National Treasury’s proposal to harmonise the offshore limit for all insurance, retirement and savings funds will enable retirement funds to invest up to 45% of their capital offshore. This includes the 10% allowance for investments into other African countries, according to the Budget Review.
The proposal implies that the current Regulation 28 offshore limit of 30% will increase to 35%, with a further 10% in the rest of Africa (the current 10% limit on Africa will not change), said Andrew Davison, the head of advice at Old Mutual Corporate Consultants.
He said the unexpected, but welcome, change will provide greater flexibility for retirement funds and other institutions to access a wider set of opportunities for growth, as well as diversification.
However, not all commentators are convinced that the proposal, which is somewhat ambiguously worded, necessarily means that retirement fund members will be able to invest up to 45% of their fund’s assets outside of South Africa. Only once the amendments are gazetted will the implications for offshore allocations be known.
In his Budget speech, Finance Minister Enoch Godongwana also said amendments to Regulation 28 of the Pension Funds Act will be gazetted next month to enable greater investment in infrastructure by retirement funds.
Regarding to the two-pot retirement system, Godongwana said “consultations are proceeding following the release of a discussion paper last year and the draft legislation on these amendments will be published for comment in the middle of the year”.
The minister said he does not have the authority to allow people to access funds at their discretion. “I will create an environment where people can do so, but it will be dependent on the approval of the trustees of each fund, and the trustees will have the final say.”
Michelle Acton: the key account manager at Old Mutual Corporate Consultants, welcomed the shift in focus from immediate access to improving retirement fund outcomes.
“More detail is required in terms of understanding the parameters that would allow for early access. This will need to be provided in the draft legislation that will be published for comment towards the middle of the year.”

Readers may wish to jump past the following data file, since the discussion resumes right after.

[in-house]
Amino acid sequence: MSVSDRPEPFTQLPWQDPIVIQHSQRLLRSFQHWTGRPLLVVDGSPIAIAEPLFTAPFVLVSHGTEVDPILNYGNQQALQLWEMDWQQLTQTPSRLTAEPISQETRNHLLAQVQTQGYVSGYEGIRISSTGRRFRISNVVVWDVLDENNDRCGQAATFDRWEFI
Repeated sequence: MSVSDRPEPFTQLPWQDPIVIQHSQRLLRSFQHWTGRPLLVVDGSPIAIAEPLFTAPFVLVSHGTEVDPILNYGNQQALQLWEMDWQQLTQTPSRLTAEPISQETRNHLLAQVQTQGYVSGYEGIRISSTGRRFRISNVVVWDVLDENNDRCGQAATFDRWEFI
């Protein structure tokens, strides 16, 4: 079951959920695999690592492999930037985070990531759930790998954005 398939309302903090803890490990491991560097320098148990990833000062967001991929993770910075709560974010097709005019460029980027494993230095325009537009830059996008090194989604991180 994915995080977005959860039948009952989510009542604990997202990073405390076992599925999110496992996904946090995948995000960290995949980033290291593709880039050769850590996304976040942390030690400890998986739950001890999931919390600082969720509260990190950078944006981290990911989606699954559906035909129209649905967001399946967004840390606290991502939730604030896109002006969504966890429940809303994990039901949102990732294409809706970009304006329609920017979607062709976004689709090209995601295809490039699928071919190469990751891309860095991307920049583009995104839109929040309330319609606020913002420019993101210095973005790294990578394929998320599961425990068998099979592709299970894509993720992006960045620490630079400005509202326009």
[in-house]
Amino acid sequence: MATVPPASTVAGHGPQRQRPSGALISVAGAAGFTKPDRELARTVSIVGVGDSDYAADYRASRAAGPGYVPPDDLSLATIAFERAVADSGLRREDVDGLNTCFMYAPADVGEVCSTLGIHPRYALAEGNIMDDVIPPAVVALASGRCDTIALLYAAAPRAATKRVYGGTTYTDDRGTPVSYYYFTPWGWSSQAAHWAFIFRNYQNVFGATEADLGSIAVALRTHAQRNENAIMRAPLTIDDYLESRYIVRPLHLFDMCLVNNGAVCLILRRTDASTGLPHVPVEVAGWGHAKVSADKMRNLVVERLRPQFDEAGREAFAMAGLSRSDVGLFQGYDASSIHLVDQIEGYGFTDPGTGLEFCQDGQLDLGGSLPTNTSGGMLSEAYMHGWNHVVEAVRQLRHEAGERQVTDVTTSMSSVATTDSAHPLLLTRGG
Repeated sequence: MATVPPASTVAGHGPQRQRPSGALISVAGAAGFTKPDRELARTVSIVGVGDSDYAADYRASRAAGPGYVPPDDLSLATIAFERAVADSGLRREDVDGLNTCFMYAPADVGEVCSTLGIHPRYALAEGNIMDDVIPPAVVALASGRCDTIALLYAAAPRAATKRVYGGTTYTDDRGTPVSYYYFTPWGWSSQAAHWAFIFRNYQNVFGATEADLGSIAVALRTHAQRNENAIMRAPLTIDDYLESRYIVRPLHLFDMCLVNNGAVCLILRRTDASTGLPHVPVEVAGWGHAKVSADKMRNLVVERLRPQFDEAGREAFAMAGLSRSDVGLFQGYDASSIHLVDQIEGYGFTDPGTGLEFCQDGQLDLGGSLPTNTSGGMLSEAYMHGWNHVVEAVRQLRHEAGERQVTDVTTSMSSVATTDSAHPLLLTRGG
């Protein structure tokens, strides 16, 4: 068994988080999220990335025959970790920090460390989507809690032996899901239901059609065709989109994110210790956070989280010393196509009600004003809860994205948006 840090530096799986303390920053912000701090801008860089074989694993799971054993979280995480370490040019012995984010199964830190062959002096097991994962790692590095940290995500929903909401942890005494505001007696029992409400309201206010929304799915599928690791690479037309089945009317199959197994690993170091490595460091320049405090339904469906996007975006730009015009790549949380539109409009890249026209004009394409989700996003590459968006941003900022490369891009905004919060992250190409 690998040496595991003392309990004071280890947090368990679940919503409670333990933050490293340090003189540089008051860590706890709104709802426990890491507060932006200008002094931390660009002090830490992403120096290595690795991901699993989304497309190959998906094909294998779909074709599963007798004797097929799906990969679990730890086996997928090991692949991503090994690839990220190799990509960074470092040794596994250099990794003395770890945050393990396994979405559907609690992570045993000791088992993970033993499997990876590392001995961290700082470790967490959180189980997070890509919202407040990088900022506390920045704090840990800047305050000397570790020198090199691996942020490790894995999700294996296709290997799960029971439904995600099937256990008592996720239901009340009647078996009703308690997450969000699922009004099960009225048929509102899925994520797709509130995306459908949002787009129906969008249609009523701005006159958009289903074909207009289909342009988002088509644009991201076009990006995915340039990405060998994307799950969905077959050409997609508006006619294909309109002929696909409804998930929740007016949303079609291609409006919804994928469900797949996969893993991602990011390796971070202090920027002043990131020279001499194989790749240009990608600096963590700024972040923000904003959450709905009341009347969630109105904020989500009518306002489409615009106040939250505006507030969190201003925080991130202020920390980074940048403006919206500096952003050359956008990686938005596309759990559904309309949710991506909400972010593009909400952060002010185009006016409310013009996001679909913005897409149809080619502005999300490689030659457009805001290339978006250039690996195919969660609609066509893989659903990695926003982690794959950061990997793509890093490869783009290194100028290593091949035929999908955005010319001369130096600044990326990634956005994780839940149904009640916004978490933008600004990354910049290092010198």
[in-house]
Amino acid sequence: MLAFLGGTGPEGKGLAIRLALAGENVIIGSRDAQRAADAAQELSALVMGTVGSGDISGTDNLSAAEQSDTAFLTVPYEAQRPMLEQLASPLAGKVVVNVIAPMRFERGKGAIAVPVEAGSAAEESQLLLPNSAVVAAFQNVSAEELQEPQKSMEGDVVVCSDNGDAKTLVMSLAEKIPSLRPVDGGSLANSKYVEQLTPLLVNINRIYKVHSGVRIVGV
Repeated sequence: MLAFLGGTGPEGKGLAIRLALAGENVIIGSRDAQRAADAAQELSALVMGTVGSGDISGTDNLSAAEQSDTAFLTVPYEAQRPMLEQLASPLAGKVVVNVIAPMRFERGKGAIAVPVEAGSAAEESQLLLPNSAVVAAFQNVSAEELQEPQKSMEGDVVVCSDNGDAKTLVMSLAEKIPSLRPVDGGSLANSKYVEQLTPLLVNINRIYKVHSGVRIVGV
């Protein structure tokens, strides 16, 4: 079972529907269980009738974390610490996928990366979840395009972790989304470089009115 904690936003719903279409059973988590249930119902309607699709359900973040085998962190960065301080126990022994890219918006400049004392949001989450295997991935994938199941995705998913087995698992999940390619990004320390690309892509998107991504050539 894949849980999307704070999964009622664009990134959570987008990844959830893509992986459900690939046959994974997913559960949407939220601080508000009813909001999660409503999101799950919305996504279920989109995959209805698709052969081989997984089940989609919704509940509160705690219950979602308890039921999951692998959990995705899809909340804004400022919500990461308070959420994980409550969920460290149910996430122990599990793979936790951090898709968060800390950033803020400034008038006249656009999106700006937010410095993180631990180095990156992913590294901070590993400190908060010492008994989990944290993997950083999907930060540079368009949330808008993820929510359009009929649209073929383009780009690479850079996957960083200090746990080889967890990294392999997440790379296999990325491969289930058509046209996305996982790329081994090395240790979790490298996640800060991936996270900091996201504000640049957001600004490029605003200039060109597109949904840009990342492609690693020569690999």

Acton said more information on how National Treasury plans to tax contributions is also critical to the successful roll-out of the two-pot system.
“Our current retirement fund tax dispensation is a significant incentive to encourage retirement savings, so we do not believe that this should be amended due to the proposed two-pot system.”
Exit tax on retirement interest
The Budget Review confirms that the government will this year initiate the process of renegotiating the tax treaties with a view to imposing a tax on retirement interests when taxpayers cease residency. The proposal was withdrawn last year because it was at cross-purposes with South Africa’s treaty obligations.
Harry Joffe, the head of legal services at Discovery Life, said renegotiating the treaties was “a fairer solution to taxpayers than a drastic amendment of the Income Tax Act, such as was proposed last year, whilst still ensuring that South Africa obtains taxing rights on retirement fund money, even when the tax-emigrant becomes tax resident elsewhere”.
Stronger enforcement against wealthy taxpayers
To assist with the detection of non‐compliance or fraud through the existence of unexplained wealth, it is proposed that all provisional taxpayers with assets above R50 million be required to declare specified assets and liabilities at market values in their 2023 tax returns. The additional information will also help in determining the levels and structure of wealth holdings as recommended by the Davis Tax Committee.
Tertius Troost, manager: tax consulting at Mazars, said the move raised the question whether this was the start of gathering information for a wealth tax.